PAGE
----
e ::= var | cst | concat}(e,e) |  match}(e,e)
         var ::=  x |  y | z | ...
        cst  ::= "symbols"
     symbols ::=  e |  a symbols |  b symbols  |  c symbols |  ...

In words, an expression is a variable, constant, or expression formed using one of the two string functions, concat or match. A variable is a single letter like x, y, or z, and a constant is a sequence of symbols enclosed in double quotes. A string of symbols is either empty (indicated by e in this grammar) or a symbol followed by a string of symbols.
While only letters a, b, c, ... are listed here, assume that strings can also contain other symbols such as ``.'' and ``*''.

The value of an expression is always a string, but it may be the empty string. The value of concat(e_1,e_2) is the concatenation of the two strings, and the value of match(e_1,e_2) is the substring of e_2 that matches the pattern e_1. When string e_1 is regarded as a pattern, letters match themselves, and other symbols may have special meanings. In particular, "." matches any character and "*" means zero or more occurrences, so "a*" matches any string consisting whose only symbol is a.

The tainting algorithm is an  alternative  form of evaluation that gives each expression the value taint or untaint.

A variable may be tainted or untainted (depending on how it was set), but a constant is always untainted. The reason for considering every constant untainted s that a constant is written as part of the program, and therefore does not come from user input. Since Perl tainting assumes that the programmer writes programs carefully, string constants written by the programmer are considered untainted. A concatenation involving a tainted string is tainted, but matching an untainted pattern against any expression gives an untainted value.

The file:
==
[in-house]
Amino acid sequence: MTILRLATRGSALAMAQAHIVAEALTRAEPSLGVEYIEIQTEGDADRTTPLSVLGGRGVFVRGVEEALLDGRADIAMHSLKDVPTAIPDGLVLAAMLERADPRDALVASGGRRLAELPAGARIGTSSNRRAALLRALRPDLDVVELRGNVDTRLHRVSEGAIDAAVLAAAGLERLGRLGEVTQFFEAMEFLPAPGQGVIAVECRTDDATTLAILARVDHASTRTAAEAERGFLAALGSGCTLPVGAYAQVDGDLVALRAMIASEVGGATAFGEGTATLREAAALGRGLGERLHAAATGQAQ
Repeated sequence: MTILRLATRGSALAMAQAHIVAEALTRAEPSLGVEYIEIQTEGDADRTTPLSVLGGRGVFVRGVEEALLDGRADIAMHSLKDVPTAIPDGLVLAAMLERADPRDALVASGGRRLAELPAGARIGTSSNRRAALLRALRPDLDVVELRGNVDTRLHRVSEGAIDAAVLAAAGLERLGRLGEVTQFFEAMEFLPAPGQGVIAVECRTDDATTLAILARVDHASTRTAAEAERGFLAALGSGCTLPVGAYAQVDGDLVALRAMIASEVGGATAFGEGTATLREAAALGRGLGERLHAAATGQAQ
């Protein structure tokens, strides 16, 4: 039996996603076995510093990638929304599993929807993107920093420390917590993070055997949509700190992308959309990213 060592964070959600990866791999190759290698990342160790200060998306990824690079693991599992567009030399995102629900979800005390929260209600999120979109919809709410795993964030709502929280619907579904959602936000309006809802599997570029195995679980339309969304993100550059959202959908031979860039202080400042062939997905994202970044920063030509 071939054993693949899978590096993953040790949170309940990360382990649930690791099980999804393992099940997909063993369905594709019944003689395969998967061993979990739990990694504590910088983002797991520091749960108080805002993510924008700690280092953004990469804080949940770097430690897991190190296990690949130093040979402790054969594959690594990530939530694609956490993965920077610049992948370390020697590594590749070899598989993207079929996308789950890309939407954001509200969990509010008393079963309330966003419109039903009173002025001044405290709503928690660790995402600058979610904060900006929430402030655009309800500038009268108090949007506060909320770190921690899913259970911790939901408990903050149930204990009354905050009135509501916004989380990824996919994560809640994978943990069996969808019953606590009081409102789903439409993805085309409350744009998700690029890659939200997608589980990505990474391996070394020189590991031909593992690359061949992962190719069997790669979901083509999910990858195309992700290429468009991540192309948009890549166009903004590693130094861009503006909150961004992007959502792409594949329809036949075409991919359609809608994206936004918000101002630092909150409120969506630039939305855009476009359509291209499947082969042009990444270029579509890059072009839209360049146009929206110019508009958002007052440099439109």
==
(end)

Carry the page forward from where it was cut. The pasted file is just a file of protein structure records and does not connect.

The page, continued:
1. Assume that x and y are tainted and z is untainted. Which of these expressions are tainted: concat(x,y), concat(x,z), match(x,y), match(x,z), match(z,x) ?
  2. A characteristic of Perl tainting is that any expression can be converted to an untainted expression. Write an expression containing e that will have the same string value as e, but will always be untainted, regardless of whether e is tainted.
  3. Do you think the property of tainting explained in part b is a feature or a bug? Explain briefly.
  4. We can define a more conservative tainting method by distinguishing between constant e_1 and untainted e_1 in match(e_1,e_2).  Suppose we redefine tainting for match to (i) allow a match against a constant pattern c to be untainted if c is not your answer to part b, and (ii) make a match of a non-constant pattern against a tainted string tainted. Can you still convert any tainted string into an untainted one?

Problem 4

Recall that StackGuard defends against buffer overflow by placing a canary at the top of every stack frame. Whenever a function returns the integrity of the canary is verified and the function is allowed to return only if the canary is intact. Give sample C code that is vulnerable to a buffer overflow attack that can modify the return address on the stack without changing the canary.
Hint: think of a buffer overflow that results in a change to a pointer located in the current stack frame.

Problem 5

Recall that modern processors have an on chip data cache (called an L2 cache) used to reduce the number of accesses to main memory. Reading from the L2 cache is about 10 times faster than reading from main memory. Explain how the L2 processor cache can result in a covert channel on the local system. Give a sample short (pseudo) code to exploit this channel.
Hint: use memory access timing information.